2.  Where are their vehicles located when not in use? e.g. business car park, public car park, employees’ home, other
    3. For how long are their vehicles parked when not in use (e.g. overnight)?
    4. Estimates of daily/weekly usage pattern (number of trips/destinations, the distance between destinations, total daily mileage)?
    5. Any seasonal variations in usage?
    6.  If a charge point is required at a home address and if so, is it possible to install a charge point at home (see note on Home ChargePoints)
    7. If a vehicle only had a range of 100 miles a day, are there any occasions where this would cause issues and if so, would a pool car solve this problem?

The above are just a few examples; you can come up with your own based on what you are trying to achieve but do keep it short and simple and concentrate on the key areas that could cause issues later.

Data Analysis Process:

The next step is a bit of a pitch or our services but I make no excuse for that, as I believe it the best approach.
CleanCar is a solution that uses a small plugin GPS device or a Phone app to record when and how a driver uses their vehicle.  Over a period of a few weeks or a few months (depends on requirements and seasonality) we build up a profile of the driver allowing us to:

  • See if a driver’s vehicle usage is suited to an EV or not
  • See which vehicle is best suited to this purpose
  • Show potential cost saving by making the switch
  • Recommend ideal charging requirements

The process is as follows:

  1. Step 1 Define the Cohort: We work with a Fleet/Organisations to try and understand which users or groups of users are most likely to be suited to the restrictions and benefits of an EV.  We then define this group and start a communication plan (outlined above)
  2. Step 2 Collect Data: A small GPS device is sent to these drivers, which is self-installed into the 12v Cigarette lighter socket of the vehicle.
  3. Step 3 Collect Behaviours: The driver simply goes about their routine as normal.  When the vehicle is used, the GPS position of the vehicle is recorded and sent via the mobile network to our big data portal.
  4. Step 4 Analysis: Once a suitable amount of data is recorded (anything from 2 weeks to 3 months depending upon requirements) the user can log in to see:
    1. Are they suited to an Electric Vehicle
    2. Which EV’s are best suited to their needs
    3. What will be the cost/saving of making the switch compared to a new version of their current vehicle
    4.  What is the ideal location and type of charge point
  5. Step 5 Reporting: A report is provided to a fleet manager or manager of the organisation as well as the driver. All of this data is fully protected, Data Protection legislation compliant and is anonymised where required.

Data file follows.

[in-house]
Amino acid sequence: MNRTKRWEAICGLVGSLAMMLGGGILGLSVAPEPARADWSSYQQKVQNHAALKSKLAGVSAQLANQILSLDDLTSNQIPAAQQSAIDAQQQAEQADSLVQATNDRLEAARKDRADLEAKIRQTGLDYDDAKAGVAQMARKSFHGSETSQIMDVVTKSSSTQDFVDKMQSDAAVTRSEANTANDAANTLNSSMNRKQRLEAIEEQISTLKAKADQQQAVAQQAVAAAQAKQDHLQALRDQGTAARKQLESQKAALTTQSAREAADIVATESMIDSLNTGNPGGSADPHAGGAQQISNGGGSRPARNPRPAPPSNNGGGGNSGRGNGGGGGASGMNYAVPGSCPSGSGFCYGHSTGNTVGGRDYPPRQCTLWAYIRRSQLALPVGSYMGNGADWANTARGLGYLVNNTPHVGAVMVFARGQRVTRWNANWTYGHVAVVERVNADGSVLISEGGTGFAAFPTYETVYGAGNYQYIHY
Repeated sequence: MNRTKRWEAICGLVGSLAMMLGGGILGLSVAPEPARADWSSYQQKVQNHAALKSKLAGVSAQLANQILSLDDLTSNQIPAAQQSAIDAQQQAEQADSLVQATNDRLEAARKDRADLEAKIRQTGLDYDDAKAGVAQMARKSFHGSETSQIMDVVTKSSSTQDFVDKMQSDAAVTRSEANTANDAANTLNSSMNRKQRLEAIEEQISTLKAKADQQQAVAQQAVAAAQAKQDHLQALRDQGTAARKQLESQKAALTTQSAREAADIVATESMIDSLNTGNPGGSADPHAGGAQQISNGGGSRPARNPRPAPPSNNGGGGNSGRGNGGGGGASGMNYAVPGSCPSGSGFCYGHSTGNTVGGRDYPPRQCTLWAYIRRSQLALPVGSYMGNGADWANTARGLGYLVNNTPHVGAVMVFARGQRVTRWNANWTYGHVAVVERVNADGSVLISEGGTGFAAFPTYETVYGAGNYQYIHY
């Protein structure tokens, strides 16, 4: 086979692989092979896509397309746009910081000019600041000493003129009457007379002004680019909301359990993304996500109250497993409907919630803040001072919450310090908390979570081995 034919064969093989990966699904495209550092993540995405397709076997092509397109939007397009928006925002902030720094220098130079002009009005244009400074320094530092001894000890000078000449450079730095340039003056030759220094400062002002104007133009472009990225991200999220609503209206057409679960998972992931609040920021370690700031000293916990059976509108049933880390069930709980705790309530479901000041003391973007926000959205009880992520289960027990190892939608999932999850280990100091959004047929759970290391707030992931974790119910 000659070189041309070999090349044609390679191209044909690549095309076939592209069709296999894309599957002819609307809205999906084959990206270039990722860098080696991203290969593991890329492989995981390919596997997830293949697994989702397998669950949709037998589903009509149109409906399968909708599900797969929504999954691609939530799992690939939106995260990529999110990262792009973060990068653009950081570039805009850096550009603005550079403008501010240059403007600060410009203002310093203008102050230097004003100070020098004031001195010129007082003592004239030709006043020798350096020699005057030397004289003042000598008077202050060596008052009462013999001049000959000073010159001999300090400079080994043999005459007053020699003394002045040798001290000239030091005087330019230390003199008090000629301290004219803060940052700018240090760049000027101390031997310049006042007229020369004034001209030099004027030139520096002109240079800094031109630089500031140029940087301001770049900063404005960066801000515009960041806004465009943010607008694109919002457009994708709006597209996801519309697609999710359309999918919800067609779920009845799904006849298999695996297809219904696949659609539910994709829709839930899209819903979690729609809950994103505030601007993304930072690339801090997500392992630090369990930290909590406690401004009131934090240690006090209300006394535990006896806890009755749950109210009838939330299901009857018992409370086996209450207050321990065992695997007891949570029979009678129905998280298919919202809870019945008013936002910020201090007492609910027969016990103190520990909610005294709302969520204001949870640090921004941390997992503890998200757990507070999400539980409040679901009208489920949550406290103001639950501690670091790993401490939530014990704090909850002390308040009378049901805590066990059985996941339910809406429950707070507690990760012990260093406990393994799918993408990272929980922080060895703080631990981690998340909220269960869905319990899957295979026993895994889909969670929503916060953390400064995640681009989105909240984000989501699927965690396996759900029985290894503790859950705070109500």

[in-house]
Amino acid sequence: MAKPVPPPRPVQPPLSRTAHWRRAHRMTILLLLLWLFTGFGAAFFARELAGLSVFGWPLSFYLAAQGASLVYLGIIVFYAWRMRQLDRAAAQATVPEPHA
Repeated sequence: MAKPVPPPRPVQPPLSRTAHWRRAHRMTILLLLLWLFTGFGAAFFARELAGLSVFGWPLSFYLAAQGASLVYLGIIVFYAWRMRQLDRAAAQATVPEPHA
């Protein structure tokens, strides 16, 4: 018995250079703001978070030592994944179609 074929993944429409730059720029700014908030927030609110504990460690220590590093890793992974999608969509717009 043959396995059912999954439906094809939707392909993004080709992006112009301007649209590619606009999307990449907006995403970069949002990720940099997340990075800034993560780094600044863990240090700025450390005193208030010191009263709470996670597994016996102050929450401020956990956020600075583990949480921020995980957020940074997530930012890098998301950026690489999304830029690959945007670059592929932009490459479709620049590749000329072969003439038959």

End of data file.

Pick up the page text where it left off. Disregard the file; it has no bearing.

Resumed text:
Fine Tuning:

The final step is unique to your Fleet’s requirements and involves a consultative approach, to fine-tune and optimise how you make the switch to EV’s for those suitable drivers/vehicle duty rosters in your fleet.

Areas worth consideration include:

  • The optimum way to fund your new vehicles, to maximise tax efficiency.
  • Optimum lease/finance terms and mileage breaks
  • Bulk purchase/lease discounts
  • Mileage reimbursement
  • CSR policy compliance and C02 reduction target performance

Some words of warning!

Be very careful using manual mileage expenses data to do your analysis as, having run a mileage capture business for six years; I can say with some conviction and experience that most mileage expenses are pretty useless most having a significant overestimation of journey lengths.  If you have any doubts, avoid it.

By way of a quick anecdote, it may not be the drivers who are overestimating but the measurement tool or software itself.  Based on our previous analysis for a company we won’t name, we found many of its employees were perfectly suited to switching over to an EV as they were doing up to 20 small trips per day in and around the major cities.  When we compared the accurate GPS data against the postcode to postcode look up in Google, we found a 16.24% discrepancy in the distances reported.  This is simply because Google lookup was set to quickest route, not the shortest.  The driver had local knowledge and took the shortest route, whereas Google was suggesting a less direct route. 16% discrepancy when you only have 80 miles range to play with can make a big difference.  Using GPS data remove ambiguity.

 

The eight questions you should ask to find the ideal EV candidate

If you are not sure where to start with your fleet profiling why not send out a quick questionnaire to all your drivers.

Here are the questions I would ask to uncover the users that are most amenable and likely to be suitable for switching:

  1. Would you be happy driving an electric vehicle if it saved you money and was practical charge easily and conveniently?
  2. Is it possible to have a charge point installed at your home and would you be able to access the charge point each night?
  3. If your car started every day with 100 miles of range, please answer the following: